I have rediscovered my love for journaling again and it’s all thanks to Alexandra Johnson’s book Leaving a Trace: The Art of Transforming a Life into Stories! I love this book because it covers a number of journal writing ideas such as how to start a journal, what to do when you experience writer’s block, and the art of personal storytelling.
It’s an older book that I checked out from the library a few weeks ago. I was walking through the nonfiction section browsing the classic literature books when a display case featuring books on various writing topics caught my eye. It was perfect timing because I had been wanting to read more literature on how to improve my writing skills.
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As I skimmed through the book titles, Johnson’s journaling book stood out to me the most. “The art of transforming a life into stories,” I quietly read aloud to myself. “I think this might be the very thing I need to help me overcome my writer’s anxiety!”
I immediately opened the book and started reading the introduction. After reading the first page, I was immediately hooked on the book!
Since reading Leaving a Trace, I have written consistently in my journal for a month now. Johnson’s book has given me a new outlook on journal writing. I have discovered new, creative ways to document my personal life and how to be a storyteller. I have also learned how to work through my writer’s block, or as Johnson calls it: the Internal Censor.
JOURNAL WRITING IDEAS FOR WHEN YOU HAVE WRITER’S BLOCK
“The Censor. It’s that tight muscle of perfectionism. That dark, icy whisper. That confidence thief. I’ve never met a person who didn’t believe theirs was the most demanding on the planet.”Alexandra Johnson, Leaving a Trace: The Art of Transforming a Life into Stories
When it comes to writing, my Censor is a strong presence. I absolutely hate it! My Censor has caused me to neglect my journal writing for long periods of time. I have felt a great deal of self-doubt about my writing (including blog writing) because of my Censor, but after reading Leaving a Trace, I have learned a few ways to face my Censor.
Here are a few tips Johnson suggests:
- At least twice a week, write in a different place.
- Write the Censor a letter.
- Write at odd moments to catch the Censor off guard.
- Do whatever promotes speed so the hand works faster than the carping voices.
“Journals allow one to reflect, to step outside oneself. They create a third space, an invaluable pause between the conscious and unconscious self.” Alexandra Johnson, Leaving a Trace.Alexandra Johnson, Leaving a Trace: The Art of Transforming a Life into Stories
I remember keeping a journal as early as the age of 16, detailing my teenage experiences in high school, bad break-ups, and my struggles with overcoming shyness (I was painfully shy when I was a teenager).
Throughout my adult life, I have kept journals on life in college, more disastrous relationships, getting through depression, and my search for faith.
I even kept journals documenting all six of my pregnancies. Some of the experiences I chronicled were terribly painful: life as a young single mother (years before I met my husband) and experiencing my first miscarriage at age 36.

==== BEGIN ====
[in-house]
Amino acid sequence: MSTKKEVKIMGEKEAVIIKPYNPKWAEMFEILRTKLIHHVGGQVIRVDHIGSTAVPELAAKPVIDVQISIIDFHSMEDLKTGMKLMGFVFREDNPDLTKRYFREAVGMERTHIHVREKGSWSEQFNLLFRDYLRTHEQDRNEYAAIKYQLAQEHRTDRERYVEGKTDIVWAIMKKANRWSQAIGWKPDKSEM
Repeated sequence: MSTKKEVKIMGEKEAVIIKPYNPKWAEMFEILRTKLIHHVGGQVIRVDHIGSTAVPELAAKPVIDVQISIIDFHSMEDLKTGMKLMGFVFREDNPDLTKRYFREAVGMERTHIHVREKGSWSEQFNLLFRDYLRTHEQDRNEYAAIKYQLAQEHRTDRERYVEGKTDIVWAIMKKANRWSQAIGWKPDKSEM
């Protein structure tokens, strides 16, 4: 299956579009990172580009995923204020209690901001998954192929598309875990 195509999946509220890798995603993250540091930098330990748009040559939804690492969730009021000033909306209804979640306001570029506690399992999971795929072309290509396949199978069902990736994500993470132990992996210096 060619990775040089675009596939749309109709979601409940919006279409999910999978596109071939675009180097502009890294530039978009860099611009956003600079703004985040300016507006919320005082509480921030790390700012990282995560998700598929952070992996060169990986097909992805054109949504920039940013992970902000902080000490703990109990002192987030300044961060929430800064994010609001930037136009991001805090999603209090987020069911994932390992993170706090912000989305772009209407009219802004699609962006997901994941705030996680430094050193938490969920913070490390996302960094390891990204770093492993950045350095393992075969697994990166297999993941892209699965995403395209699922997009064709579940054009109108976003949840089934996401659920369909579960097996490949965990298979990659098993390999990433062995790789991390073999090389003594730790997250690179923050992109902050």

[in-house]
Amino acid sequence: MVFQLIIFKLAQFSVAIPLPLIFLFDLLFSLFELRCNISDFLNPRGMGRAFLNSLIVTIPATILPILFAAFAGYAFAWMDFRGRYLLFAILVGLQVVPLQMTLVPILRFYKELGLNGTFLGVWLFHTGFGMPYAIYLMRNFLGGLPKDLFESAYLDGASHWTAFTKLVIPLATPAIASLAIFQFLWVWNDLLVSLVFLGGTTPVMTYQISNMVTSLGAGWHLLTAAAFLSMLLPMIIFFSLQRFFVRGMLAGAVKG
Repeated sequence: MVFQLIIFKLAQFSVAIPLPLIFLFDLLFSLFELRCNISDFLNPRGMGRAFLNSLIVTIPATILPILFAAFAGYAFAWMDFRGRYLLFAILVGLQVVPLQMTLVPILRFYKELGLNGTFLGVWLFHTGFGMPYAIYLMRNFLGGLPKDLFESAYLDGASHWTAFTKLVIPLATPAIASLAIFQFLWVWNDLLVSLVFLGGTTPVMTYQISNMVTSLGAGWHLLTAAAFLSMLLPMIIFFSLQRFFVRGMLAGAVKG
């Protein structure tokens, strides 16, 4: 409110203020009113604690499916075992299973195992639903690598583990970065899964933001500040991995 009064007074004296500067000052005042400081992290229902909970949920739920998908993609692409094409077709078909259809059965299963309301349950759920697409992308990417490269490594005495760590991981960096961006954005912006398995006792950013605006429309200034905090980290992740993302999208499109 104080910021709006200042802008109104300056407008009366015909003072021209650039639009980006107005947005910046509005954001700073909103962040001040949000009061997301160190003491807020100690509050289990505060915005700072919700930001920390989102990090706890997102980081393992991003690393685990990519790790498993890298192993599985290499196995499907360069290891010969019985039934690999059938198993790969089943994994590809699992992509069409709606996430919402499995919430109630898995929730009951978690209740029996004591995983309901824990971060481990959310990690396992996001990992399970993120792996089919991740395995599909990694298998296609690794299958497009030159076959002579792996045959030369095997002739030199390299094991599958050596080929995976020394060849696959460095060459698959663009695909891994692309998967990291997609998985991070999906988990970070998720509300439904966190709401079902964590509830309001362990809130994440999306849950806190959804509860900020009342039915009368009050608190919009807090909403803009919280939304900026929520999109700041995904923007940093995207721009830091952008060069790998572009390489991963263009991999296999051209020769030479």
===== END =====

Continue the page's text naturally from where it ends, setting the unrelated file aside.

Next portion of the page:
I’m amazed that I found the courage to write about my miscarriage because it was a very painful and traumatic experience for me. I revisited these entries a few days ago. In one of the journal entries, I had drawn a sketch of a pregnant body from the stomach down. I had written in all caps “EMPTY” and used a black pen to color around the words and fill the spaces.
At the time, I was just sketching how I was feeling. Three years later, when I look at the image I made, I can see the pain I was feeling at that moment. I never thought a simple sketch I created would have such a profound meaning to me.
JOURNAL WRITING IS THERAPY!
Another reason I enjoy journaling is because it is a form of therapy for me. It helps me find clarity and release negative feelings. My journal is my safe space and I feel free when I write in it. I can share any and everything that is on my mind. I can document whatever I want: hopes, dreams, fears, worries, anger, sadness, and joy.
Sometimes I write for 10 minutes. Sometimes I get lost in my journal and the next thing I know, I’ve been writing for a good hour. Sometimes I jot down my to-do lists, financial budgets, gift lists, home decor ideas, and future goals.
Now that I’m almost 40, I think one of the big reasons why I keep a journal is for my children. Lately, I’ve been thinking a lot about if something were to happen to me, how would my children remember me?
Wouldn’t it be wonderful if my children had my journals to read about my life, thoughts, feelings, and other personal stories?!
Maybe I could even start a separate journal leaving them “Mom’s Wise Words” on advice for getting through particular life situations, like what to do when you’re trying to console your crying baby or how to handle a disagreement with a loved one. I want my kids to know my story and I think journaling is a perfect way to share my life experiences with them.
“The deeper benefit of keeping a journal is that it offers a way to be consistently aware or mindful.”Alexandra Johnson, Leaving a Trace: The Art of Transforming a Life into Stories
Do you keep a journal?
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